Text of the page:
Minimize Your Risk Of Coliding With A Deer In Your Vehicle By Using These Strategies

Those who live and drive in the city seldom think about hitting an animal with their vehicle, but this is a common concern shared among people who live in the city. Deer can especially be a concern, given that they often move around at dusk, when the visibility is low. Deer are also a concern because they travel in groups; this means that you might steer clear of the first deer crossing the road but subsequently hit another deer and cause significant body damage to your car that requires you to take it to a collision repair shop. While you can't fully eliminate this risk, there are several strategies that you can use to lessen the chance of experiencing this sort of vehicle damage.

Get A Grill Guard Installed

Many motorists who travel in the country get a grill guard mounted to the front of their vehicle. These heavy-duty bars can be enough to deflect a deer and prevent its weight from causing damage to your body panels. Guards of this nature can be installed by your local mechanic and can make you feel more confident when you're driving in the country. Although you probably won't want this bulky accessory on the front of smaller or sportier cars, it's ideal for trucks, SUVs and other larger vehicles.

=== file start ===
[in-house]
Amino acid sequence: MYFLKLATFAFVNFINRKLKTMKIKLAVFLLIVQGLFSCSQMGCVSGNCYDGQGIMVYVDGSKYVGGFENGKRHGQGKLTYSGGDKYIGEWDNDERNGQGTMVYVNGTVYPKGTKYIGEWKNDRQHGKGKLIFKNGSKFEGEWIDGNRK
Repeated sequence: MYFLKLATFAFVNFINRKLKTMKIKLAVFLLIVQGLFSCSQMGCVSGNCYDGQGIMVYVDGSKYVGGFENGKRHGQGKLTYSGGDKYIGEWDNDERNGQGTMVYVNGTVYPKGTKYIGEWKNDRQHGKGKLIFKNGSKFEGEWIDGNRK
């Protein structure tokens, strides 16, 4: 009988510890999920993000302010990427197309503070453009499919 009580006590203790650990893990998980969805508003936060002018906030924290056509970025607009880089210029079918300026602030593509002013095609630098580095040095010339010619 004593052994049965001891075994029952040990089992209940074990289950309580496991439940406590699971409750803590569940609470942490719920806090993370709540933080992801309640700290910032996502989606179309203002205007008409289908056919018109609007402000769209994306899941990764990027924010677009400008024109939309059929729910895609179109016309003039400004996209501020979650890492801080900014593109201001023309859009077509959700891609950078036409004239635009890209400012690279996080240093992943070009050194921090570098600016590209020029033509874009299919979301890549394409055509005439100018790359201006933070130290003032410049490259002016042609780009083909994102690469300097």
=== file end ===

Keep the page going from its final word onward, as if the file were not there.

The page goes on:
Add Deer Whistles

An inexpensive way to reduce your risk of hitting a deer is to buy a package of deer whistles and mount them to the front of your vehicle. These small devices are designed to make a loud noise (only audible to animals) when the air passes through them, which should prompt any deer in the area to head in the opposite direction of the road. Often sold in packages of two to allow you to mount one whistle on the front of each side of your vehicle, they affix to your bumper or grill with an adhesive backing.

Watch Out For Warning Signs

When you drive in rural areas, it's useful to keep your eyes peeled for signs that alert you to the potential presence of deer. Such signs inform you that deer crossings in the area are common, and some signs even provide you with an estimate as to how large the crossing area is — for example, the next five miles. When you see such a sign, you'll know to lower your speed and make a better effort to monitor the ditches and fields beside the road, instead of simply looking at the road ahead of you.